The Internet Assigned Numbers Authority (IANA) oversees global IP address allocation. IANA delegates allocations of IP address blocks to Regional Internet Registries (RIR). Each RIR represents a geographical area. Some examples of RIRs are as follows:
■ ARIN: American IPv6 Registration Services (http://www.arin.net)
■ APNIC: Asia Pacific Network Information Center http://www.apnic.net)
■ RIPE: European Regional Internet Registry (http://www.ripe.net)
RIRs allocate IPv6 addresses for local ISPs and end users. Most ISPs follow their RIR’s guidelines to allocate single /48 subnets. A typical /48 allocation gives an enterprise 65,536/64 networks. Each /64 subnet has 264 IPv6 addresses.
On receiving an IPv6 subnet, organize the address-space assignments further into enterprise-local subnets for efficient routing and aggregation. The best practices of planning IPv6 addresses are debatable. However, the following standard guidelines exist:
■ Ensure that every LAN subnet is a /64 network. A good starting point would be to count the VLANs and anticipate how many networks would be needed in the future.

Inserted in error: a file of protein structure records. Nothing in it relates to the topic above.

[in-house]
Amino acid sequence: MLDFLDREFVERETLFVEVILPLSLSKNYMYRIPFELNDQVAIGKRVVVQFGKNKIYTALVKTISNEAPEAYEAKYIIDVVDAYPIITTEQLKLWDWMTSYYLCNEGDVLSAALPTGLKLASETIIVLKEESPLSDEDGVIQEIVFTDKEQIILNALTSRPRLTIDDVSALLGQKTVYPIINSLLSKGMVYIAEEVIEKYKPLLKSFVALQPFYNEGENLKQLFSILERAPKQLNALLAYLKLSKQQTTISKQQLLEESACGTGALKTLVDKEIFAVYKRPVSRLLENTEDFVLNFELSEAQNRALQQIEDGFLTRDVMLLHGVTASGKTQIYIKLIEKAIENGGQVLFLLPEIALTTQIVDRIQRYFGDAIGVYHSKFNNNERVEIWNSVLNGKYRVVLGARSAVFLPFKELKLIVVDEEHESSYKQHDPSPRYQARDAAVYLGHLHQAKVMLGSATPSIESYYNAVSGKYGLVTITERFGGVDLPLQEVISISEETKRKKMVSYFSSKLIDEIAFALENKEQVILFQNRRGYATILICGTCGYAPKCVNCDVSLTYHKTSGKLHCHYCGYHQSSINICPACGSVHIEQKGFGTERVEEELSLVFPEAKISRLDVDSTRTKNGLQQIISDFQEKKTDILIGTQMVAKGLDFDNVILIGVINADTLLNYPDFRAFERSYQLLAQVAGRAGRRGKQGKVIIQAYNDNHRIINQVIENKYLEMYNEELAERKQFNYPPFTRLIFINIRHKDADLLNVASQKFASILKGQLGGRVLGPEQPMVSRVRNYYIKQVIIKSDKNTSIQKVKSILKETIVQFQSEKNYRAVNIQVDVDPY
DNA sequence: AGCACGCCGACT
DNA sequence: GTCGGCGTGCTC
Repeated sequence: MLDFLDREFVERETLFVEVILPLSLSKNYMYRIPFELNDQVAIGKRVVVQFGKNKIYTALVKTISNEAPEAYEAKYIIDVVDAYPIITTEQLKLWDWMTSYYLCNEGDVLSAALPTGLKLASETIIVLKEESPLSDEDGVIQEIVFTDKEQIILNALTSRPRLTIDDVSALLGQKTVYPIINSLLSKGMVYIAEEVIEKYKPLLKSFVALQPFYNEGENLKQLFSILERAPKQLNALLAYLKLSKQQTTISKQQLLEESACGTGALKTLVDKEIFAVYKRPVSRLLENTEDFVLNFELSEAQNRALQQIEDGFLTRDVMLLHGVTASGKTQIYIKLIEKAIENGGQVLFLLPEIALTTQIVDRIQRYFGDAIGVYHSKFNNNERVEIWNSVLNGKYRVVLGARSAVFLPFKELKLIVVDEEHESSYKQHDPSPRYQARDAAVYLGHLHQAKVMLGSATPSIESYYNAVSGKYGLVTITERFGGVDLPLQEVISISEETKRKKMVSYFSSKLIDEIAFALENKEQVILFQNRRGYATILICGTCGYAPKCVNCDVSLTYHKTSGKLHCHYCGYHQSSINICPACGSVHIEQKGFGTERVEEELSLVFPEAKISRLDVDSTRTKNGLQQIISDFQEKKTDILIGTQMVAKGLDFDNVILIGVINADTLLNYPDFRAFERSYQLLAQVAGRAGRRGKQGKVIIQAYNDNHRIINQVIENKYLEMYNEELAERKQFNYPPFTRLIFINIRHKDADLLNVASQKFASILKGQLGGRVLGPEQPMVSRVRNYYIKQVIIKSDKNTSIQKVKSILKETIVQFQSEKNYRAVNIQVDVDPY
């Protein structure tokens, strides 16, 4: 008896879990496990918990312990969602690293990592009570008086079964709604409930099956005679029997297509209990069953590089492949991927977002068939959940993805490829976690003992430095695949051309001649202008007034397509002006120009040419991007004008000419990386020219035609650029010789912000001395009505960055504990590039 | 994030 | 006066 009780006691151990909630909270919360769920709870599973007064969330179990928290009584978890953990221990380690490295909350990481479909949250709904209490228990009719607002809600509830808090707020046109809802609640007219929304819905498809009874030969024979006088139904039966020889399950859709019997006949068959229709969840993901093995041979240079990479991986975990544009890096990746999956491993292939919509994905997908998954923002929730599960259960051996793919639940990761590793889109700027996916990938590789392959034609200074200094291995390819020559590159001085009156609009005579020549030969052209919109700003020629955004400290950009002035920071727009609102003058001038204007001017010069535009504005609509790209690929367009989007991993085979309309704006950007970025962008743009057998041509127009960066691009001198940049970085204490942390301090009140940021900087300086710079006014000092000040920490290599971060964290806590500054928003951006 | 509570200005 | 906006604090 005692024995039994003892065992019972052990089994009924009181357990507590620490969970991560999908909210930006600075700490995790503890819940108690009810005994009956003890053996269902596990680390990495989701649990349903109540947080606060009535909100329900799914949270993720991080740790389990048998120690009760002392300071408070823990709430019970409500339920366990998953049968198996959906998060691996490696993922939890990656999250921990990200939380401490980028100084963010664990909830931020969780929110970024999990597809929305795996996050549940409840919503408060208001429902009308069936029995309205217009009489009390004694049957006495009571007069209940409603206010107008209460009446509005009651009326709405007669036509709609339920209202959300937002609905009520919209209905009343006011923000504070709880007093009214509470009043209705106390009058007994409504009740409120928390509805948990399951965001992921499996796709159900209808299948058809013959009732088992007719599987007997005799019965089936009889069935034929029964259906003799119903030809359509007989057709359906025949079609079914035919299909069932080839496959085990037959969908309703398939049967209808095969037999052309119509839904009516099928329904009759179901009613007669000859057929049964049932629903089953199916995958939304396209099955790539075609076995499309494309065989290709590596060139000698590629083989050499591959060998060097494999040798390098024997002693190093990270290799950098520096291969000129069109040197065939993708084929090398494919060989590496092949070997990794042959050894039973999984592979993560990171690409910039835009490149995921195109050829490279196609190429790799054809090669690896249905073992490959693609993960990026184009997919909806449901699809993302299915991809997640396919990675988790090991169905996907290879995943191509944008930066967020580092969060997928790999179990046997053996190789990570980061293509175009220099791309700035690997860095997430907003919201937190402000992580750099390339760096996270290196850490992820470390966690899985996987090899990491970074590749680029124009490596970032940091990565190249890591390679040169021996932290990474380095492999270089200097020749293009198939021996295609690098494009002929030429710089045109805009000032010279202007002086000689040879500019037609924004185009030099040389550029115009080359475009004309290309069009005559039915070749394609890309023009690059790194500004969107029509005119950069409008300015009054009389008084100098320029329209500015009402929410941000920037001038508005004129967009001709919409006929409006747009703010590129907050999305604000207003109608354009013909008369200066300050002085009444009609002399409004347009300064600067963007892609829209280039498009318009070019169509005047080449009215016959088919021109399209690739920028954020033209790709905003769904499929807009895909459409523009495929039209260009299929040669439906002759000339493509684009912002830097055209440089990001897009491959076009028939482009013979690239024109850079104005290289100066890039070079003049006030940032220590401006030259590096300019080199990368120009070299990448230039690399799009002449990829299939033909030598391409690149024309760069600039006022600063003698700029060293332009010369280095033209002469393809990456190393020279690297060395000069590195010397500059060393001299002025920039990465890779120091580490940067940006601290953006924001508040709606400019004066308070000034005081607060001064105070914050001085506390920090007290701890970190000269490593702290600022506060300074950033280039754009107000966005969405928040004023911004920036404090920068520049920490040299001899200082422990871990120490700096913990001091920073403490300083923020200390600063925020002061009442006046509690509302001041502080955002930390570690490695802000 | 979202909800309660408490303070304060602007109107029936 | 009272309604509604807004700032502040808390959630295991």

■ Determine the address space needed for network identifiers. For example, a /56 xxx would provide 256/64 networks and a /52 xxx would provide 4096/64 networks. The 4-bit separation is for easier readability; however, any bit in between can be used.
■ Use /126 networks in the zero address space for link networks (router to router).
This is also recommended in RFC 3627.
In this topic, IPv6 deployment planning was discussed. The starting points show how the IPv6 deployment process can be started. This includes planning, building a business case, and building a team to oversee the IPv6 deployment.
A trial of IPv6 should be done in a lab environment to gain familiarity with the technology and prepare for a pilot on the live network.
IPv6 address allocation and how to obtain an IPv6 address were discussed toward the end, along with some guidelines that can be used for planning an IPv6 addressing scheme.